I read Henrik Liliendahl’s blog post today on “Turning a Blind Eye to Data Quality”. I believe Henrik and those that commented on the post have some very, very good points. For data quality professionals, the question might be “How much is enough?” when it comes to data quality. And the answer to that question really depends on the nature of your business and how the leaders in your organization view the value that data quality can bring them. The question we will most often be asked is “how does DQ help my bottom line?” If we as data quality professionals can’t tie DQ initiatives directly to bottom line impact, it will be hard to get serious attention. And believe me, we want serious attention or our own value to organizations will be questioned.
This means we probably need to change the conversation away from DQ as a means to its own end and towards a conversation about how selected projects can have a positive impact on the bottom line. That conversation may be happening within many organizations at levels above our pay grades. Our first goal should be to ask our direct managers if the conversation is going on and how can we help in real, meaningful, tactical, financially relevant ways. If that conversation is not happening, we need to ask what can we do to get the conversation going in the same real, meaningful, tactical, financially relevant ways. We must abandon the mythical goal of a single version of the truth for all attributes. Our goal needs to be about making the business more successful in incremental tangible ways and thus making ourselves more successful in incremental tangible ways. After all, as Henrik points out, our businesses are being successful today despite bad data.
In comments to Henrik’s post, Ira Warren Whiteside mentioned that “As with everything else in order to convince an executive to “fix” something it has to be really easy to do, not involve a lot of collaboration and be cheap”. I would argue with this perspective. I think that the decision to go forward with the project should be easy, not necessary the project itself. This means clear, unquestionable value to the business (most likely directly to the bottom line) is needed. And I think such a project should show impact quite quickly. You can’t have a 12, 24 or 48 month project without value being realized within, say, the first six months or so. Thus, it is best if the initiative can be absorbed in bite-sized chunks so initial benefits can be quickly realized to help reinforce a culture of DQ. Don’t wait too long to deliver or you will lose your audience and your chances for any future projects will diminish – greatly.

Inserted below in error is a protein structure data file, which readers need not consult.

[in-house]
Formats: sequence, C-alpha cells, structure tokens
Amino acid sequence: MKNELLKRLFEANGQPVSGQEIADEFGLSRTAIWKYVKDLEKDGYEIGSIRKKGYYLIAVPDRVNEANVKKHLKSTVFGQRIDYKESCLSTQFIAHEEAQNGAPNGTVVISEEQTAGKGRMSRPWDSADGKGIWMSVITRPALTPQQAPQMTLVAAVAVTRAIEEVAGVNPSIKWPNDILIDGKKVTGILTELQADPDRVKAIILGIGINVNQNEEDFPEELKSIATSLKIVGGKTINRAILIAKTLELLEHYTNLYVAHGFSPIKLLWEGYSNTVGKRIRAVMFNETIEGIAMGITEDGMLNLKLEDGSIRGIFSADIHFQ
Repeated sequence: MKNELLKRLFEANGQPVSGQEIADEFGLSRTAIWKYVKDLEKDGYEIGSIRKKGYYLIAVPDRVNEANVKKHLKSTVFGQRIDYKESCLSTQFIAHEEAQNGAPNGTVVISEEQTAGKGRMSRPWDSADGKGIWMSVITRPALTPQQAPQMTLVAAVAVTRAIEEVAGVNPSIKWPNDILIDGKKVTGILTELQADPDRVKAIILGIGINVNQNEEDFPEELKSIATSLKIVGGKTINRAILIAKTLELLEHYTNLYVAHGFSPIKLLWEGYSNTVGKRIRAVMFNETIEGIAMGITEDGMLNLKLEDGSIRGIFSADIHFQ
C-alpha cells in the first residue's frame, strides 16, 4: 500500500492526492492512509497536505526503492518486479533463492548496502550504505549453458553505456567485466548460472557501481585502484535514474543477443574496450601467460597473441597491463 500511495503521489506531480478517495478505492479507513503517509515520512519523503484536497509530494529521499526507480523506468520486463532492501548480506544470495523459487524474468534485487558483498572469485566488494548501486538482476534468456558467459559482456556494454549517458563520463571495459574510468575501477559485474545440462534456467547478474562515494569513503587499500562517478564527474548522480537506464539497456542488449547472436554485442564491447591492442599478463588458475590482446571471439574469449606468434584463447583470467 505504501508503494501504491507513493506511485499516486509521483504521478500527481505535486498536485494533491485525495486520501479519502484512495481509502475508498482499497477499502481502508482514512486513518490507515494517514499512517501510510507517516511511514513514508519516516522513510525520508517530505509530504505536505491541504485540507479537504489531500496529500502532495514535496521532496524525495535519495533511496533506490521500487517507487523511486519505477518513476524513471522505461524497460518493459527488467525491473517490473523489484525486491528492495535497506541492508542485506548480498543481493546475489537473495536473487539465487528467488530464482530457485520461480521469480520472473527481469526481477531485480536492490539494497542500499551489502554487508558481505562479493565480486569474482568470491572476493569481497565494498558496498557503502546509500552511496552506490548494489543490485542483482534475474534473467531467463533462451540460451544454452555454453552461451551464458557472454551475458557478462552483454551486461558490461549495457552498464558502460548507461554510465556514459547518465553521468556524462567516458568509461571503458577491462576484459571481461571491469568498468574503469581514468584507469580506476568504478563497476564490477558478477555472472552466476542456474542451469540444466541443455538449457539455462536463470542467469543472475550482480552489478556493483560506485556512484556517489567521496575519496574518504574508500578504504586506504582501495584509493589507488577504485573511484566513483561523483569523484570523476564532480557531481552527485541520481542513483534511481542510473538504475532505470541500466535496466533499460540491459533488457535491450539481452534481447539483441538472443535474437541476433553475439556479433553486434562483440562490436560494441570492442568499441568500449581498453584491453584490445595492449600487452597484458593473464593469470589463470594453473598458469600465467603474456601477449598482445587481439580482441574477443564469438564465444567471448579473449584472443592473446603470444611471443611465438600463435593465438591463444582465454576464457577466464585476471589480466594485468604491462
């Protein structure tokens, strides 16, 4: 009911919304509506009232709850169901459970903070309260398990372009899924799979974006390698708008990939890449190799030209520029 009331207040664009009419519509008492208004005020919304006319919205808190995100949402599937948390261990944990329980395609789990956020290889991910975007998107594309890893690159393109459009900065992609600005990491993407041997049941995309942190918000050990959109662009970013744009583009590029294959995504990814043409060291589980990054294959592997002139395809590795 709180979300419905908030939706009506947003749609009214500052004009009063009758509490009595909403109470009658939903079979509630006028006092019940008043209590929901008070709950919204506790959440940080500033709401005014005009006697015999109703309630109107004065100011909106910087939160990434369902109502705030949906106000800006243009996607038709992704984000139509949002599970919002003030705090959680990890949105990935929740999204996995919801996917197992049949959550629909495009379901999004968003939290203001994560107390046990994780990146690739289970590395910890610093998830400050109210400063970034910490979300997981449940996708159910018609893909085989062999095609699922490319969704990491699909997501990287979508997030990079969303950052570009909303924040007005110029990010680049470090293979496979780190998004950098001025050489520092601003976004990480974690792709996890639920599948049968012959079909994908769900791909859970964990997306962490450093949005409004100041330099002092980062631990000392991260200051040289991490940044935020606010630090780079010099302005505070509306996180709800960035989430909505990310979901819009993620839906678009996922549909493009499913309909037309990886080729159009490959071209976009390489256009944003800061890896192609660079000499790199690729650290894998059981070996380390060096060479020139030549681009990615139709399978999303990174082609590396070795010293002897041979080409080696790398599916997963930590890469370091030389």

In the retail supply chain, suppliers end up paying, on average, 2% of gross sales in penalties to their retail customers. This is 2% that is taken directly from the bottom line and is usually tied back to inaccuracies in delivering orders – problems with being “on time”, “right quantity”, “right product”, “right location”, “broken products”. Each supplier has people (often a whole team) focused on resolving these issues. There are two key ways they tackle these problems. The first is that they identify the dollar amount below which it is too costly for them to address the problem. In short, it costs them more to fix it than it does to just pay the penalty. The second is deep root cause analysis of those issues that are too costly not to fix – either in aggregate (ie. the problem occurs frequently) or as stand alone problems.
I think DQ practitioners could learn a lot from what is done to address these retail supply chain problems. The first is to identify what is ostensibly “noise”. The data that costs too much to fix based on its low impact on the business. The second is to take that bad data that is too costly to ignore and identify initiatives to resolve the DQ problems – and tie that back to tangible business benefits. The challenge is easy with “perfect order” delivery problems in the retail supply chain. Companies know that the penalties are directly impacting the bottom line. Fix a problem and the resulting money goes straight back to the bottom line.
I’m not so sure its that easy for DQ professionals, at least not with all our DQ problems. But I’ve been around long enough to know that there are some low hanging fruit that exists in just about every business. As a hint, if your company or customers are suppliers to retailers, you might start your quest for a promising DQ project with your compliance team since often supply chain problems can be tied back to DQ problems. Imagine that!